Over 90% of the Earth’s vascular plants are mycotrophs – plants which form symbiotic relationships with mycorrhizal fungi. These fungi have contributed to plants since long before humans invented agriculture. In fact, many plants are considered obligate mycotrophs, i.e. dependent on mycorrhiza for healthy growth (e.g. corn, carrot, olive, cannabis).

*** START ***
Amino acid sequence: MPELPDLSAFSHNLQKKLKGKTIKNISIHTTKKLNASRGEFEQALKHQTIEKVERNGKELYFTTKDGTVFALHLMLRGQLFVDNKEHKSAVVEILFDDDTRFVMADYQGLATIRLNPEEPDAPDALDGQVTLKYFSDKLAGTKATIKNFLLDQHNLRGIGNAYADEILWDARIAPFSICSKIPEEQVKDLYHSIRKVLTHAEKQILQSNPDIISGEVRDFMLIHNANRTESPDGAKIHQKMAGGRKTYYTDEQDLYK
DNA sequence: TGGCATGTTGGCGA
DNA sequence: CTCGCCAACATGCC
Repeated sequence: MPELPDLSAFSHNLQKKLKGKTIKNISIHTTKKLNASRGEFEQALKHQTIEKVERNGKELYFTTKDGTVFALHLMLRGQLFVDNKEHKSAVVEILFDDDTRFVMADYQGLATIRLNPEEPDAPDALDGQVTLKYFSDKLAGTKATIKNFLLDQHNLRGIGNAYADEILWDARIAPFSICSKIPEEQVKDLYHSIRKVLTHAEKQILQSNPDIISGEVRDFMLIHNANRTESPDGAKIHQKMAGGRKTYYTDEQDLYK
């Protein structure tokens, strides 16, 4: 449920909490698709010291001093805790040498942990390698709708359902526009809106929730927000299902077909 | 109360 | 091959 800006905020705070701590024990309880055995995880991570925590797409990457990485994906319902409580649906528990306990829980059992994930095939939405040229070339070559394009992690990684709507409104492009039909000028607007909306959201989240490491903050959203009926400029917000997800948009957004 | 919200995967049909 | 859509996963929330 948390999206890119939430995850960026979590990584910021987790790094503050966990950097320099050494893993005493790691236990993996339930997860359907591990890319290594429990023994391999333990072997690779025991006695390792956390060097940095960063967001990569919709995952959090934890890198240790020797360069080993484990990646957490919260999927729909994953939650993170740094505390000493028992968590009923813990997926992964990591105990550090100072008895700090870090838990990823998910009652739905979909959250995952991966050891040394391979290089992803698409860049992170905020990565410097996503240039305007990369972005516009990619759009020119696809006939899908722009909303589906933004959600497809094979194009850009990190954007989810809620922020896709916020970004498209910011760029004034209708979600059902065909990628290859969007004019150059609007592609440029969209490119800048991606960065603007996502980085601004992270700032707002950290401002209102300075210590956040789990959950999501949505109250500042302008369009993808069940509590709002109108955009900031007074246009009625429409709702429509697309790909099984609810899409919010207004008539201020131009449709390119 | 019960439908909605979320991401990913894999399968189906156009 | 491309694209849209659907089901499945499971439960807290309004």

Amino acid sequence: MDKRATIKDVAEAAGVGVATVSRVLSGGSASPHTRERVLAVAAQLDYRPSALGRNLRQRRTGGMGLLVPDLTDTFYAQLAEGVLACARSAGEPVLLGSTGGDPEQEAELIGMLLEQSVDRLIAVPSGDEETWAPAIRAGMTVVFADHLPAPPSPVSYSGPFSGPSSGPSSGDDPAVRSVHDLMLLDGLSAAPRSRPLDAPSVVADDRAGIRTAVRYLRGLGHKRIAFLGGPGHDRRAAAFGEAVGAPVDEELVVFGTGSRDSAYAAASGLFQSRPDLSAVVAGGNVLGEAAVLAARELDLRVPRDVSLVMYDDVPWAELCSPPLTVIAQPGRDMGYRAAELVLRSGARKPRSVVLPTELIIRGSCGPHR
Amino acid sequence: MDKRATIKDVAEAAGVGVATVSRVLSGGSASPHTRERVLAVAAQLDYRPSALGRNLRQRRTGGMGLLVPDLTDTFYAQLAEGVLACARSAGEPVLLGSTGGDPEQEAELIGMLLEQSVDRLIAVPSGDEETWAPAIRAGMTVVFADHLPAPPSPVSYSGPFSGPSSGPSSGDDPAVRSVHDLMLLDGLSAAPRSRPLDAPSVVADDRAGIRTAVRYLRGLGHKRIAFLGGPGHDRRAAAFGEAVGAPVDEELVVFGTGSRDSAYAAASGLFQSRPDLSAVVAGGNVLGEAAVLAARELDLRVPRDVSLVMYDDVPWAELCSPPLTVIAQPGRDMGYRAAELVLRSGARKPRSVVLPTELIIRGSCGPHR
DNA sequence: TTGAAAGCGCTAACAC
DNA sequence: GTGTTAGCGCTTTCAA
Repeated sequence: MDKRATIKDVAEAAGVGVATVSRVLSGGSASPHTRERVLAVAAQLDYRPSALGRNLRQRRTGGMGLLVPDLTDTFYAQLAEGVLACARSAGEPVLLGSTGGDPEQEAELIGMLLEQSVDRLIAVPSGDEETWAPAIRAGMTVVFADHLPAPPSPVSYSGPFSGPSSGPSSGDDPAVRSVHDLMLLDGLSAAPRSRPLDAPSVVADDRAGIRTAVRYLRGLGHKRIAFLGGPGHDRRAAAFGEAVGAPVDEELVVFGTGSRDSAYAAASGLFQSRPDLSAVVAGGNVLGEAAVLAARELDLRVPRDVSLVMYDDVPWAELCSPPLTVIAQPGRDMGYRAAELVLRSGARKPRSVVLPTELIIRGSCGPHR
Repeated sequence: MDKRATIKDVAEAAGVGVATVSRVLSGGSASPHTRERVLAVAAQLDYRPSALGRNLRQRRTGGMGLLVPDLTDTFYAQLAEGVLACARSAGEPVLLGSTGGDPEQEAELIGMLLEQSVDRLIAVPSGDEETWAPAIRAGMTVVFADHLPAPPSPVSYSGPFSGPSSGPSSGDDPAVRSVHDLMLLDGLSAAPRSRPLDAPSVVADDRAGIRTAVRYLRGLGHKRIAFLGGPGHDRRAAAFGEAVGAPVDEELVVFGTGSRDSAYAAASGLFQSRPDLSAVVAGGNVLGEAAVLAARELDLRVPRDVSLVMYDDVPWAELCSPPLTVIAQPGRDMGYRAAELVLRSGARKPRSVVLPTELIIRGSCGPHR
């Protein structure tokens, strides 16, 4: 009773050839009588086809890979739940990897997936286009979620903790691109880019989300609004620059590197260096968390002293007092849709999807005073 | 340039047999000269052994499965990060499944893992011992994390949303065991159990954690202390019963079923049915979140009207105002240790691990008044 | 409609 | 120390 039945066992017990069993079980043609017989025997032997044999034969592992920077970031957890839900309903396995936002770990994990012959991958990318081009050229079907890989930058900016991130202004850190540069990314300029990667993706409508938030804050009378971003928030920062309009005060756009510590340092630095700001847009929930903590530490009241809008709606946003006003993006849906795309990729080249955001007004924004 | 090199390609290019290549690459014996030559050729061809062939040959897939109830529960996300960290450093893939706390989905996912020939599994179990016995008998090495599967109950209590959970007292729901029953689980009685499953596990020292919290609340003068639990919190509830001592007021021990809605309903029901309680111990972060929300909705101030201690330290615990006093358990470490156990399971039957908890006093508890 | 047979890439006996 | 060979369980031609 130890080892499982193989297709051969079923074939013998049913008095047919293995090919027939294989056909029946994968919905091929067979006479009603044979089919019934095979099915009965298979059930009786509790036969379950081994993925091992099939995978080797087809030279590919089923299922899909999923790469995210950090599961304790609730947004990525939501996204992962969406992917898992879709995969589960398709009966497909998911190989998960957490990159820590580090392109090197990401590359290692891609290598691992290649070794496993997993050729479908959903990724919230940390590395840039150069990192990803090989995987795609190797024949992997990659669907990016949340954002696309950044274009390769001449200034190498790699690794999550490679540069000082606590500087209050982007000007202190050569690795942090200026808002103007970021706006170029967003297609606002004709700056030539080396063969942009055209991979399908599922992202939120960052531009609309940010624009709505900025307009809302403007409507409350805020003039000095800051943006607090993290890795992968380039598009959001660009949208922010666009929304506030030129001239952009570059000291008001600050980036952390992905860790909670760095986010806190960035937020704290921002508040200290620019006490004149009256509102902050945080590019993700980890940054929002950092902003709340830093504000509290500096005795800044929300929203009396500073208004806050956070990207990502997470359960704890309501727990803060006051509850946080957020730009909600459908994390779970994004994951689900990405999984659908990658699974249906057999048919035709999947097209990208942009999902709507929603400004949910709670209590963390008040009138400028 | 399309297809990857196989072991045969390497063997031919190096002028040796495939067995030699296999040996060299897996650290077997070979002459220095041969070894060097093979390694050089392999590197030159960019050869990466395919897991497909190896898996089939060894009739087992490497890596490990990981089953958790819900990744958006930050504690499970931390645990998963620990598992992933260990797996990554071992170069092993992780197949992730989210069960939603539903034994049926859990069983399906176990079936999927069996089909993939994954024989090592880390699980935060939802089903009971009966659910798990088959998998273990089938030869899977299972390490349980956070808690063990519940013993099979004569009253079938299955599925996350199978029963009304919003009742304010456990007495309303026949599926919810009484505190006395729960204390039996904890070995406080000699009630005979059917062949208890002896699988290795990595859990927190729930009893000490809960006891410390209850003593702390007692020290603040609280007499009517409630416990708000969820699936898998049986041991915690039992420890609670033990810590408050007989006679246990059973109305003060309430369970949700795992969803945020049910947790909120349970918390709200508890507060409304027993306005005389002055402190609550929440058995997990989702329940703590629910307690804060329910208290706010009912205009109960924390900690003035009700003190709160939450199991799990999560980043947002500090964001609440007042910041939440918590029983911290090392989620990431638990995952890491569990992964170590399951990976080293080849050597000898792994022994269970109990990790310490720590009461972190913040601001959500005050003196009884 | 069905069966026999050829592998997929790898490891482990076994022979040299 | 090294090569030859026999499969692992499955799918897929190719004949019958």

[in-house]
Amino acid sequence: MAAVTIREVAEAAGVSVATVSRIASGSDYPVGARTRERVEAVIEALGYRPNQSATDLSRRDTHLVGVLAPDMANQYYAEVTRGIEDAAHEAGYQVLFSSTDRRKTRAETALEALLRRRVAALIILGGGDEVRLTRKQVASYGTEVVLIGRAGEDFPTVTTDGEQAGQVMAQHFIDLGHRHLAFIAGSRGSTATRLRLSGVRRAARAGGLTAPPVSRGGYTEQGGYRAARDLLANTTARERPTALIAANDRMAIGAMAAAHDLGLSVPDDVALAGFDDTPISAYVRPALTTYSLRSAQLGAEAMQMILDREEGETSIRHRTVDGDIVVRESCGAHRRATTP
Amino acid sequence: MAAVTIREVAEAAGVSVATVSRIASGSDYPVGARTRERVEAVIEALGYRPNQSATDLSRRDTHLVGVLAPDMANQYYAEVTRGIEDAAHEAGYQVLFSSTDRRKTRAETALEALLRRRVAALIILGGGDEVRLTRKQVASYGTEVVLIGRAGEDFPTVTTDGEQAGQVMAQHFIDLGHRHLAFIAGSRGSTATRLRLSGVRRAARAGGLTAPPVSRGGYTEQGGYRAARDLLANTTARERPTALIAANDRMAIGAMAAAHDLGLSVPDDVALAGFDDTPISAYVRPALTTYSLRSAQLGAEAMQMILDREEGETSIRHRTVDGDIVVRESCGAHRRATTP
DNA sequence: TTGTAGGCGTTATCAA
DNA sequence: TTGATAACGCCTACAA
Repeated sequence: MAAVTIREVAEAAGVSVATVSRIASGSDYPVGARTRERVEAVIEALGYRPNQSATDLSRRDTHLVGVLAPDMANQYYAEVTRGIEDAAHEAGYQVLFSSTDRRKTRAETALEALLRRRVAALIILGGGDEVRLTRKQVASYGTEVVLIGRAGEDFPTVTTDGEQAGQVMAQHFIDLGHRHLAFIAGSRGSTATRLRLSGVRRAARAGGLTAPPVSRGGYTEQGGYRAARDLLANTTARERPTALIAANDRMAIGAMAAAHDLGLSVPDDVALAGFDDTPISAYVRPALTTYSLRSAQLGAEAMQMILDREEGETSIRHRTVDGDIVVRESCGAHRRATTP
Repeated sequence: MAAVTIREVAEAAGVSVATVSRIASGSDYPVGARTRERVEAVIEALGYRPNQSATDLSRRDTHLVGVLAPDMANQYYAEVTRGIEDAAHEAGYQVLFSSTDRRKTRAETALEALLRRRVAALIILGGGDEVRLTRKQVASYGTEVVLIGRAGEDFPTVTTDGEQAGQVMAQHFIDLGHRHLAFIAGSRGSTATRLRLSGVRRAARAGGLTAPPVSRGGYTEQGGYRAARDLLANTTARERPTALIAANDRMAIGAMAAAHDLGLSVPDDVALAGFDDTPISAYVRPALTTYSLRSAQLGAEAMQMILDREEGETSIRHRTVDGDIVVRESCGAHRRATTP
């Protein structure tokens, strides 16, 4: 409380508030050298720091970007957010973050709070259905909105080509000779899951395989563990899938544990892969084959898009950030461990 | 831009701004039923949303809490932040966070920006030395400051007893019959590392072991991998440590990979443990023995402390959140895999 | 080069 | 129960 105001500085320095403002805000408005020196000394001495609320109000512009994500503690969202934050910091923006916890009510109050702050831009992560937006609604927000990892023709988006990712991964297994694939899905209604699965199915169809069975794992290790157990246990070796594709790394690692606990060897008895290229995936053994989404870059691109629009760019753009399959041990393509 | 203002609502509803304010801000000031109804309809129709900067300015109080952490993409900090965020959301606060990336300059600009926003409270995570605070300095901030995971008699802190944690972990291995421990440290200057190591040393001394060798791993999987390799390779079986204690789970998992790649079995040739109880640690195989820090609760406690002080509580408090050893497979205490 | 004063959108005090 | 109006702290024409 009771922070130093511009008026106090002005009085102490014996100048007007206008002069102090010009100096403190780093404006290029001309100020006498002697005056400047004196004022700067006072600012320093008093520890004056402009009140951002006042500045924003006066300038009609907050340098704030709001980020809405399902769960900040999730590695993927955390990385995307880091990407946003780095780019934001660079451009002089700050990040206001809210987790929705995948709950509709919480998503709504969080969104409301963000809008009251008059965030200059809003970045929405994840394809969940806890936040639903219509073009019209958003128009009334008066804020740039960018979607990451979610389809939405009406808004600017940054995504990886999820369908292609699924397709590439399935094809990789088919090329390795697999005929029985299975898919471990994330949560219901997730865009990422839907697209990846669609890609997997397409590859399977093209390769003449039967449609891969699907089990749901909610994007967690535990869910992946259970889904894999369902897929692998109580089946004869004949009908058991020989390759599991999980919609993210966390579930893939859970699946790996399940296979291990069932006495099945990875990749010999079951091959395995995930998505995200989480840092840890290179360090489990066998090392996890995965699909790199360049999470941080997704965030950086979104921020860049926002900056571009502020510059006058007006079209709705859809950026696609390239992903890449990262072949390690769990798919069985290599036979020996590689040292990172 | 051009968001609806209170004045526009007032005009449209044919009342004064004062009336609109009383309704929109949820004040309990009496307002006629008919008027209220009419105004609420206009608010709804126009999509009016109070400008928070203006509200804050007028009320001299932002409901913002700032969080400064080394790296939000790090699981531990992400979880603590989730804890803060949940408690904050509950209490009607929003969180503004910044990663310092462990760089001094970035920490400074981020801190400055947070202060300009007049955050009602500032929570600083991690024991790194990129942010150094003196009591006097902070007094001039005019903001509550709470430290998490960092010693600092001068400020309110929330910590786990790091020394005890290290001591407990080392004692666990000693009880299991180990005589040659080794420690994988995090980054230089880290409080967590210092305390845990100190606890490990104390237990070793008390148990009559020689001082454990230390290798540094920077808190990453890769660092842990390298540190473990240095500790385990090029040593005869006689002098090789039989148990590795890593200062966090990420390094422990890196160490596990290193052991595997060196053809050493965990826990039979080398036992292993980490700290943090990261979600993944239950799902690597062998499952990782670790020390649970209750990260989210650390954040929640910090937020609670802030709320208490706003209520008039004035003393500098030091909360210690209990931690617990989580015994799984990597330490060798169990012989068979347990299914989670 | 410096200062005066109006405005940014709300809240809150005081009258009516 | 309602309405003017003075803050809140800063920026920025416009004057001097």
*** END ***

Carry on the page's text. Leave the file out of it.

However, modern agricultural methods, such as tilling, fumigation, cut-and-fill leveling, and sterilization of growing media, exterminate mycorrhizae along with the target pathogens. Reintroduction of mycorrhizae in soil restores the plants’ ability to absorb precious nutrients. As a result of this improvement in nutrient uptake, mycorrhizal plants have been shown to demonstrate improved health, higher crop yields and resilience to stress.